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Am J Surg Pathol. 2011 Jul;35(7):1021-9. doi: 10.1097/PAS.0b013e31821ec495.

Gastric pit dysplasia in adjacent gastric mucosa in 414 gastric cancers: prevalence and characteristics.

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  • 1Department of Pathology, Pusan National University School of Medicine, Medical Research Institute, Pusan National University Hospital, Busan, Korea.


Despite wide acceptance of the chronic gastritis-intestinal metaplasia-dysplasia-carcinoma sequence, especially for intestinal-type gastric adenocarcinoma, the precise nature of the subtle precursor lesions of gastric cancer remains to be delineated. For example, pit dysplasia with surface foveolar maturation is not well defined, nor is its prevalence and biological characteristics well characterized. We have evaluated the surrounding gastric mucosa of 414 gastric cancers for the presence of gastric pit dysplasia. We investigated its relationship with various clinicopathological and immunophenotypic features of gastric adenocarcinoma, as well as the severity and extent of any surrounding gastritis and intestinal metaplasia. p53 expression and Ki-67 proliferation index were also evaluated. We have found that 21.0% (n=87) of gastric cancer cases showed pit dysplasia in adjacent gastric mucosa. Gastric cancers with pit dysplasia were significantly associated with older age, male sex, body/fundic location, and intestinal histologic type (P<0.05). Interestingly, gastric mucin-containing intestinal metaplasia (incomplete intestinal metaplasia) was highly associated with adenocarcinoma with pit dysplasia (P=0.000). In addition, MUC6 expression in gastric adenocarcinoma was associated with pit dysplasia (P=0.036). p53 overexpression and increased Ki-67 proliferation index were more evident in gastric pit dysplasia compared with adjacent gastric mucosa. We suggest that gastric pit dysplasia is an important candidate precursor of gastric adenocarcinoma and may represent another morphologic step in the pathogenesis of gastric adenocarcinoma, especially of intestinal type. More detailed prospective studies are needed to determine the precise significance of these findings.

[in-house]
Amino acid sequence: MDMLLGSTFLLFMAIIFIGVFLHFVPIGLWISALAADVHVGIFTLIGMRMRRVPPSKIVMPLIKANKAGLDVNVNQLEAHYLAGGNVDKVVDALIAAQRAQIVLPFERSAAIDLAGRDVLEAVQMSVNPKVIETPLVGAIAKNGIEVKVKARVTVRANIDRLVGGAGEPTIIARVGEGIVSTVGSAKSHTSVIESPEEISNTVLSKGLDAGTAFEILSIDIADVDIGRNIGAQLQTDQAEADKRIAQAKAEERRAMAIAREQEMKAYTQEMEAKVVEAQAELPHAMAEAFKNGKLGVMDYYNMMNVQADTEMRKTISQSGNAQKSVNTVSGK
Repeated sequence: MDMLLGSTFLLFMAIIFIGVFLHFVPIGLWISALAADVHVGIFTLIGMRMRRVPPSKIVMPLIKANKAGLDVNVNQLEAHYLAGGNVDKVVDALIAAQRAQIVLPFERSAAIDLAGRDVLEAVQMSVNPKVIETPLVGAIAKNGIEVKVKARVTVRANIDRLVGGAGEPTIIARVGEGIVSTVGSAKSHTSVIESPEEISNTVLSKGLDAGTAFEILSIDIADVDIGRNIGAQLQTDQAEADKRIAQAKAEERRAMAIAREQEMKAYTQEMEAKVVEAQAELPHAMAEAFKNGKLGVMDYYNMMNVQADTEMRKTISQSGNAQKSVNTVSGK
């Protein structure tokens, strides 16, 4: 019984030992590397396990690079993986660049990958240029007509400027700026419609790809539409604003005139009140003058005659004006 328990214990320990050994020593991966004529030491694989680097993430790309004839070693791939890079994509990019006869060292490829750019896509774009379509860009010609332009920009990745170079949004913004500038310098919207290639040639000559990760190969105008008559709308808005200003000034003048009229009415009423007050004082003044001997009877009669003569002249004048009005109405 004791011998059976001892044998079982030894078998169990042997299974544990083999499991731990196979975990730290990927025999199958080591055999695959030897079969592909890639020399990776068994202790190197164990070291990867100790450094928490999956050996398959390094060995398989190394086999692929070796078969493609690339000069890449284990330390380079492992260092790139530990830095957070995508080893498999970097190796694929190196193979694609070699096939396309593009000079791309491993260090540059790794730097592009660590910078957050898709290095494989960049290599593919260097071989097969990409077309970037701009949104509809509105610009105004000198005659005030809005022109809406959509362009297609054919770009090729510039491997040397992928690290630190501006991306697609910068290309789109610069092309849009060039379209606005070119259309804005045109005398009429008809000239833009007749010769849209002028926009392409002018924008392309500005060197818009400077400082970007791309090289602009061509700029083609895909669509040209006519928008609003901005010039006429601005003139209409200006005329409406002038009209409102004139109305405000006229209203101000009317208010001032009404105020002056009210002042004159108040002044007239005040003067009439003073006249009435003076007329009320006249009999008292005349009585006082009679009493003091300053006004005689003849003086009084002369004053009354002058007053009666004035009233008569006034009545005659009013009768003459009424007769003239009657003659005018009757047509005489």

[PubMed - indexed for MEDLINE]
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